A Vaughn index typically lists the titles and descriptions of the responsive documents that the Government contends are exempt from disclosure. In some cases detailed affidavits from agency officials may suffice to indicate that requested documents are exempt from disclosure. See, e.g., Citizens for Responsibility and Ethics in Washington v. U.S. Dep't of Justice, 746 F.3d 1082, 1088 (D.C.Cir.2014) (“Agency affidavits sometimes take the form of a ‘Vaughn index,’ but there is ‘no fixed rule’ establishing what such an affidavit must look like.”) (citation omitted); Delaney, Migdail & Young, Chartered v. IRS, 826 F.2d 124, 128 (D.C.Cir.1987) (“The materials provided by the agency may take any form so long as they give the reviewing court a reasonable basis to evaluate the claim of privilege.”). A so-called “classical” Vaughn index, Keys, 830 F.2d at 349, like that in the pending case, is one that lists titles and descriptions of documents with cites to claimed FOIA exemptions for each document listed. See, e.g., Judicial Watch, Inc. v. Dep't of Justice, 365 F.3d 1108, 1128–36 (D.C.Cir.2004) (Appendix displaying Vaughn index).

The titles and descriptions of documents listed in a Vaughn index usually facilitate the task of asserting and adjudicating the requester's challenges to the Government's claims of exemption.6 “[T]he index gives the court and the challenging party a measure of access without exposing the withheld information,” Judicial Watch v. FDA, 449 F.3d at 146, and “it enables the adversary system to operate by giving the requester as much information as possible, on the basis of which he can present his case to the trial court,” Keys, 830 F.2d at 349 (internal quotation marks and citation omitted).

Especially in cases such as the pending one, involving a very large number of responsive documents, the index also enables the FOIA requester, after seeing the titles and descriptions of all listed documents, to inform the district court which of those documents it wants disclosed. For example, in this case the Vaughn index describes several listed documents as email chains, and, because the Plaintiffs have disclaimed any interest in disclosure of these documents, we excluded them from disclosure in our Revised Opinion.7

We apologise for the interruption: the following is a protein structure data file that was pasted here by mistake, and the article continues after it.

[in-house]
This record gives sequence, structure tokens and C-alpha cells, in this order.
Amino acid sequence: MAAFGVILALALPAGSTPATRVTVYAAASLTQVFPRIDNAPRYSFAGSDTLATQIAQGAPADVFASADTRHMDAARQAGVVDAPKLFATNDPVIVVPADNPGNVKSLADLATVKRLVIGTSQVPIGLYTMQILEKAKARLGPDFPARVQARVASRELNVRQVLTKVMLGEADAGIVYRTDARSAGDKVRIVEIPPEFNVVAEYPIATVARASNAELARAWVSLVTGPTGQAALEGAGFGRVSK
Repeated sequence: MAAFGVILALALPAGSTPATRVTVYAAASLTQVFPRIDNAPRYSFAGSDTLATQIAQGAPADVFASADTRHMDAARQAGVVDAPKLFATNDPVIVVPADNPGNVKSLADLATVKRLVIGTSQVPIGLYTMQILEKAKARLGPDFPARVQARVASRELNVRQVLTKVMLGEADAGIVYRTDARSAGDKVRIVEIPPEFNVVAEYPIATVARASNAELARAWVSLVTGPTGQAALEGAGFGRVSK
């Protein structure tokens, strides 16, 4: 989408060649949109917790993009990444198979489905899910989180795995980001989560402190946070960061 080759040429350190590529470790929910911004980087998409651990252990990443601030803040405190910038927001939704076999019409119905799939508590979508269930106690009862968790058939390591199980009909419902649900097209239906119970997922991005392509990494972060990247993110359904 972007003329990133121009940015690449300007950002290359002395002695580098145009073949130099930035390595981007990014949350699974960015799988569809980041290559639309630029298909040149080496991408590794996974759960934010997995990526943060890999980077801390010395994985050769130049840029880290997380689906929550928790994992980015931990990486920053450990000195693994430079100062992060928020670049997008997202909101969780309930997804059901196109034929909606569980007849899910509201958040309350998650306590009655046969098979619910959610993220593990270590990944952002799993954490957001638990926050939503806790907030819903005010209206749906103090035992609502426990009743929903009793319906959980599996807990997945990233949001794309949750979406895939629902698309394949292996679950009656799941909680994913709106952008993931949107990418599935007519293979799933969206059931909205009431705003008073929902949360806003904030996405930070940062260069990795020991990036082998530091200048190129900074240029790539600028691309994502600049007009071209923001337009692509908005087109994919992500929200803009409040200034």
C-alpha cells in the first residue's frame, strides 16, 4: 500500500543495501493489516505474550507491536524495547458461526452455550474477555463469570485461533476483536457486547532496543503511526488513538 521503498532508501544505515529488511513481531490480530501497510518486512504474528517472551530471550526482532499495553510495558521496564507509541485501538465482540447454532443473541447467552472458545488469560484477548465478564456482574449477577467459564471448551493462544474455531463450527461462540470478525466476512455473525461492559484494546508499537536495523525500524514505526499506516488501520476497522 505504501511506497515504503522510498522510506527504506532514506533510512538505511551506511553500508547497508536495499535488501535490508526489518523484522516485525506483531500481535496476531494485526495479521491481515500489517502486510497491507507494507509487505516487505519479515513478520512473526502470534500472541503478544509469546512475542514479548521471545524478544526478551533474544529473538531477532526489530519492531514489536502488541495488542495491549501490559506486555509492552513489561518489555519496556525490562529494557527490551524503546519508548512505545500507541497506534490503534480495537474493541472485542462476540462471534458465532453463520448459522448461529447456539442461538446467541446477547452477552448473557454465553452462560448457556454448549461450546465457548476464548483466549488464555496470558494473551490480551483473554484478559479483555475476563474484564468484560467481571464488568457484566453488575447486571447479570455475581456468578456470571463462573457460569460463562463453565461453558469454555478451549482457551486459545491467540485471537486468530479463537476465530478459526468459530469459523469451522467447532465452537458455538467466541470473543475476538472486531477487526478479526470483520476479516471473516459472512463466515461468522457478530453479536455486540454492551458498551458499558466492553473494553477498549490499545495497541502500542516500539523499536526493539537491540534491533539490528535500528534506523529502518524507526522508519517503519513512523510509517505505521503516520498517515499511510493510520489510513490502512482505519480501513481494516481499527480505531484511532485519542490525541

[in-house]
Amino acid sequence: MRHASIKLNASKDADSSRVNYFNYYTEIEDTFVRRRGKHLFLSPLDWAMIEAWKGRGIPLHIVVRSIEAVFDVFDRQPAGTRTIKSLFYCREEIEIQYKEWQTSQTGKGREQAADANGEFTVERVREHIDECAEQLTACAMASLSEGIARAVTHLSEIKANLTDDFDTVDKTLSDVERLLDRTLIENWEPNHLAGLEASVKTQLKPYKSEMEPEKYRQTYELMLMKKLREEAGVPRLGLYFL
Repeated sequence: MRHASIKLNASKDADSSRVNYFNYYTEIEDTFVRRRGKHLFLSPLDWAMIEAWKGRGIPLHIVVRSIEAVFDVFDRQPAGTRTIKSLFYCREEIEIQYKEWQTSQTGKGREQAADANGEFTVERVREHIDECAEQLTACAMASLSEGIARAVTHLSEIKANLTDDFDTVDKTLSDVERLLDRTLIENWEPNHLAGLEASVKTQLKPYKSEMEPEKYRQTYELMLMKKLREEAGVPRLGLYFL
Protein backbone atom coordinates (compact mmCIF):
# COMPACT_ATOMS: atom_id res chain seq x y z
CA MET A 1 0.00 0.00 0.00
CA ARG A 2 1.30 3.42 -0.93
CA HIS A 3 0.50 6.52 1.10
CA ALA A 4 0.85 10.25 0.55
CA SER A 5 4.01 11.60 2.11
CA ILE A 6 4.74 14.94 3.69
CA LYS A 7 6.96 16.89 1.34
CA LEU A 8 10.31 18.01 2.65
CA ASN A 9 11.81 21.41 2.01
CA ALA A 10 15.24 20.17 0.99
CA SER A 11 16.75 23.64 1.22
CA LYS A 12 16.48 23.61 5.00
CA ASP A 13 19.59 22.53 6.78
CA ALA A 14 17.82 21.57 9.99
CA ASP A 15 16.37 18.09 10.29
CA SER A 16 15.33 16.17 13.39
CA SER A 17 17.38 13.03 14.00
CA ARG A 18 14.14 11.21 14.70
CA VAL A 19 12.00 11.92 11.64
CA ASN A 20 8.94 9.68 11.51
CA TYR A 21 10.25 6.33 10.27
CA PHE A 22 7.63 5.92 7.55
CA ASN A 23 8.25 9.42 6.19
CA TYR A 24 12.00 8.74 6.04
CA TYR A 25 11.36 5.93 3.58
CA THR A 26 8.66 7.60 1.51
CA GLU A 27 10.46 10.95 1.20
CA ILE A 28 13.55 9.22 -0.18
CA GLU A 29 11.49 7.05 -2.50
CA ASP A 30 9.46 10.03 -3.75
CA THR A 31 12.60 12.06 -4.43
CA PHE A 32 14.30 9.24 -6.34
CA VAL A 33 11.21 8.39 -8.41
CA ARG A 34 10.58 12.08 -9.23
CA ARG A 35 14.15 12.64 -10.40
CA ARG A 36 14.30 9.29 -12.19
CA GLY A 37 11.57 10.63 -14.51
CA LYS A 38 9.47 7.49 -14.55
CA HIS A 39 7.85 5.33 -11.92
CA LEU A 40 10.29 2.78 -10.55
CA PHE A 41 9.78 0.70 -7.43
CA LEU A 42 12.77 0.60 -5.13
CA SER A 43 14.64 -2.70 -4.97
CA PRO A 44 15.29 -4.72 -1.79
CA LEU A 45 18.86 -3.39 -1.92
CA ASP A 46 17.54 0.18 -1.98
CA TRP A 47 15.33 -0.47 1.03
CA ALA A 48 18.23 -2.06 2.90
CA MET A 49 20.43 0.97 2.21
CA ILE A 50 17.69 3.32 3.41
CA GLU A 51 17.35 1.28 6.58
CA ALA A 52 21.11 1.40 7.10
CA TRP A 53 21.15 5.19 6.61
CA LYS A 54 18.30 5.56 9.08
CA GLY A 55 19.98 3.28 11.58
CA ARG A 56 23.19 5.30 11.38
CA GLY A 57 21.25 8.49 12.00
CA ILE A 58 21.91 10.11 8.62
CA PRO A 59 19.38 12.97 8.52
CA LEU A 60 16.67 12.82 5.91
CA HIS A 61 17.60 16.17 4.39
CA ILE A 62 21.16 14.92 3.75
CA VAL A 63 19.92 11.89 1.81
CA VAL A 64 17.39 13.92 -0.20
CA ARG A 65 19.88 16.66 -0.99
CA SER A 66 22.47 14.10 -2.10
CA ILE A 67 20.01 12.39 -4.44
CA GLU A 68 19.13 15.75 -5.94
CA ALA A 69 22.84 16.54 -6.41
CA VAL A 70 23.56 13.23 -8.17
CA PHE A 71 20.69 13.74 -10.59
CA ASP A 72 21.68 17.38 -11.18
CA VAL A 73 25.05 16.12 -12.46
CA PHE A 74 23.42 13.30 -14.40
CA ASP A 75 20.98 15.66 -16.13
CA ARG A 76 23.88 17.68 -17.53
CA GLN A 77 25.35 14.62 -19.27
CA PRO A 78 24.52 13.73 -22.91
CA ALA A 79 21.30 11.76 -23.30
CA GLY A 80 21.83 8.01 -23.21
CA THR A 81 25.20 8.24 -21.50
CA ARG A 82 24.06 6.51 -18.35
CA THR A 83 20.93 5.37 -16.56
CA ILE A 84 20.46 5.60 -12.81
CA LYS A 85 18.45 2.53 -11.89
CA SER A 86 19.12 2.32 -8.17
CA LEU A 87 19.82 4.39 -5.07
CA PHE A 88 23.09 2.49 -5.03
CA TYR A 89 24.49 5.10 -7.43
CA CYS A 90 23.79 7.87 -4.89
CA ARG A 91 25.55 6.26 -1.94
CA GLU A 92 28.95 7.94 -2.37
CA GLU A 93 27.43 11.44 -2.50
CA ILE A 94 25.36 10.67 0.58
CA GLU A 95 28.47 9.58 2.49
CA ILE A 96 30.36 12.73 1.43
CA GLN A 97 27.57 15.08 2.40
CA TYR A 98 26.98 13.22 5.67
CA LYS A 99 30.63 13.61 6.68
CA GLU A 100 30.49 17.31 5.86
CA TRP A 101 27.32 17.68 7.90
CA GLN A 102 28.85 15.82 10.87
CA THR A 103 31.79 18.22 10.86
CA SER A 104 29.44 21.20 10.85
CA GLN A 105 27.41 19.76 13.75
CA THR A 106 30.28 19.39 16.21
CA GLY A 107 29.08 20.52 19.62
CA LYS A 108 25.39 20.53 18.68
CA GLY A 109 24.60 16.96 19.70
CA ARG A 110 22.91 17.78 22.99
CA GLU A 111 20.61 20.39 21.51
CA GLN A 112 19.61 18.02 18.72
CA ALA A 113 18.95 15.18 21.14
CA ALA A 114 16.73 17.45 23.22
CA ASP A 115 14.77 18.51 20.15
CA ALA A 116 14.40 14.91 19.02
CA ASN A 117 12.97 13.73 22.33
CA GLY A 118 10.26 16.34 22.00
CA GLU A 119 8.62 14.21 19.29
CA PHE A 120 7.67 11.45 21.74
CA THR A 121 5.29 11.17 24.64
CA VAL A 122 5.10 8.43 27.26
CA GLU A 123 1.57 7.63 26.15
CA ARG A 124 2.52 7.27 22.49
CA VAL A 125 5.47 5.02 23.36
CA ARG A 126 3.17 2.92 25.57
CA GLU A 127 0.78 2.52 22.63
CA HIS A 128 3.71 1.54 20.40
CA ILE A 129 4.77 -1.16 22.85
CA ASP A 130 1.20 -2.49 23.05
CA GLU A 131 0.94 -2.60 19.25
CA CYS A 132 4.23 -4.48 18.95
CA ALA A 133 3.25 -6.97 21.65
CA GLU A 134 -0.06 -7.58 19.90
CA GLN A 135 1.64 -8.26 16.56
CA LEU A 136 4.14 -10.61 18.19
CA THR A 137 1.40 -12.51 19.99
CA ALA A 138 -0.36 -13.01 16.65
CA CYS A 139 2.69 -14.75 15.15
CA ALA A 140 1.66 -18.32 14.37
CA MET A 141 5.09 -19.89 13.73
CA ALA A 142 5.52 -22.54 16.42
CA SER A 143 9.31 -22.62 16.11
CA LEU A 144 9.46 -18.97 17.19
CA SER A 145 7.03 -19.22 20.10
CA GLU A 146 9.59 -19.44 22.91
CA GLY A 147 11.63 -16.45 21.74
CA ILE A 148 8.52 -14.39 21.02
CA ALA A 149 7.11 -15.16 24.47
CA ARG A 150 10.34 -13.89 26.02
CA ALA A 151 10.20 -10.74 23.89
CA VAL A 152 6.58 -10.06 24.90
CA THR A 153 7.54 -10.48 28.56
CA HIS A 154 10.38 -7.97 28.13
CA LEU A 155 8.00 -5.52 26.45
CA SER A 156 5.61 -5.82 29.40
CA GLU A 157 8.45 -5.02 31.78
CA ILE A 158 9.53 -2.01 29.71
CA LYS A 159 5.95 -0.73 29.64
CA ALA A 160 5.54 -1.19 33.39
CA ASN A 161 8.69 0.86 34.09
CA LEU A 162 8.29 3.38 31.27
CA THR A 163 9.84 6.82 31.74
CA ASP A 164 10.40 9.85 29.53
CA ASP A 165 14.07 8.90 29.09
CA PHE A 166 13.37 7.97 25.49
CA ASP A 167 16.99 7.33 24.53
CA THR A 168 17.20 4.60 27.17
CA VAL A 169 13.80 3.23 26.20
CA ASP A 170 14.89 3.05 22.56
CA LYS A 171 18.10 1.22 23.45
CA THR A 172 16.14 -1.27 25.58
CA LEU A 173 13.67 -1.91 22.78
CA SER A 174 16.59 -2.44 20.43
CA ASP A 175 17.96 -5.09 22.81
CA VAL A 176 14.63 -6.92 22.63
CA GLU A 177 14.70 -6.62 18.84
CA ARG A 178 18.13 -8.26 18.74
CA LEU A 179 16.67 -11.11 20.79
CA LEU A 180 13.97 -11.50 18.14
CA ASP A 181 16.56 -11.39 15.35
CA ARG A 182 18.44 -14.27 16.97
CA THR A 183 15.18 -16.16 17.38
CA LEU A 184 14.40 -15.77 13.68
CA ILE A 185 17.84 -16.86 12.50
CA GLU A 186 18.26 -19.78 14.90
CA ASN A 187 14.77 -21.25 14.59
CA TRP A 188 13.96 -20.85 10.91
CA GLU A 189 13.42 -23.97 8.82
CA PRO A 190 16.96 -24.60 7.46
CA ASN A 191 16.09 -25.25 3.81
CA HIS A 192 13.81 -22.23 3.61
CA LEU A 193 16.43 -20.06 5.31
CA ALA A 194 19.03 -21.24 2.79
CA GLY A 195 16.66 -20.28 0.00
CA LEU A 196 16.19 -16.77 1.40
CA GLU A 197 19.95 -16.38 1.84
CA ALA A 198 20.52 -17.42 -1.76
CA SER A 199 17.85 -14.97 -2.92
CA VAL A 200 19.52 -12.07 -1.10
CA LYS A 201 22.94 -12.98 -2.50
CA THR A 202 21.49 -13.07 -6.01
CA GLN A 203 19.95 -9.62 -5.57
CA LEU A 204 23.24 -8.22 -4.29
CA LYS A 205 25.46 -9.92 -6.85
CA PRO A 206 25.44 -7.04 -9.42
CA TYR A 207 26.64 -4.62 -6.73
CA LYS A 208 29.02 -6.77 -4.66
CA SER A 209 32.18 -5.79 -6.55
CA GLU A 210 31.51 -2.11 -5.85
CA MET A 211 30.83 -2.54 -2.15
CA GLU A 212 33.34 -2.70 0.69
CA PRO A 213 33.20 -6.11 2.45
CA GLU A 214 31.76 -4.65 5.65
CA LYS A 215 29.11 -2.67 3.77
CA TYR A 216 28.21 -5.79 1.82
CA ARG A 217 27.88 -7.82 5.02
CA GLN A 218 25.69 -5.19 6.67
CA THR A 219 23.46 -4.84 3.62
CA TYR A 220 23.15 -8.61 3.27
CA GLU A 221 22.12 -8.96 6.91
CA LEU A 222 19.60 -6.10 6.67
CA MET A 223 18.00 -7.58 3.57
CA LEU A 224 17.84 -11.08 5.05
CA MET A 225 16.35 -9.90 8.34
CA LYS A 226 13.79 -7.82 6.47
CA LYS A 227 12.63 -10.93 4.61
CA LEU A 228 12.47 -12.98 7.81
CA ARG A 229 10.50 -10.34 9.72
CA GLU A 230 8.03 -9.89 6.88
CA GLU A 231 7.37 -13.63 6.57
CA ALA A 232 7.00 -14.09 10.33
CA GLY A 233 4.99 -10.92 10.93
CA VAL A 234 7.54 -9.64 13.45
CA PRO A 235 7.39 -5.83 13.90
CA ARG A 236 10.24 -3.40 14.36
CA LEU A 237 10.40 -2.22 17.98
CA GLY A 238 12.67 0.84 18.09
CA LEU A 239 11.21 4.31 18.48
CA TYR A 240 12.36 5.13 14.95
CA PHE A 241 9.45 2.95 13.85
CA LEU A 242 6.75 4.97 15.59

We have located no reported FOIA decision considering whether the titles and descriptions of documents listed in a “classical” Vaughn index are protected from disclosure. The reason appears to be that it is unusual for the Government to classify a Vaughn index containing only titles and descriptions of withheld documents. “In the usual case, the index is public and relatively specific in describing the kinds of documents the agency is withholding.” American Civil Liberties Union, 710 F.3d at 432 (emphasis added). “The court is to require the agency to create as full a public record as possible, concerning the nature of the documents and the justification for nondisclosure.” Hayden v. National Security Agency, 608 F.2d 1381, 1384 (D.C.Cir.1979) (emphasis added). Where, as here, the Government has elected to classify a Vaughn index,8 it becomes especially important to disclose the titles and descriptions of listed documents to facilitate the adjudication of claimed exemptions, unless those materials themselves reveal sensitive information.

Before considering the Government's request to exclude from disclosure the titles and descriptions of specific listings, in addition to those already excluded, we note the Government's more general argument that the Plaintiffs “did not seek disclosure of OLC's classified Vaughn index.” Petition 12. But, as the petition acknowledges, the Plaintiffs “argued that the [G]overnment should prepare and produce a public Vaughn index,” Petition 12, and the Plaintiffs can hardly be faulted for not requesting the classified index of which they were unaware.

The Government also contends that our Revised Opinion “has not identified the legal ground” for the disclosure we ordered of some of the titles and descriptions of documents listed on the Vaughn index.9 Petition 11. However, in response to a FOIA request, the burden is on the Government to justify not disclosing withheld information. See Hayden, 608 F.2d at 1384.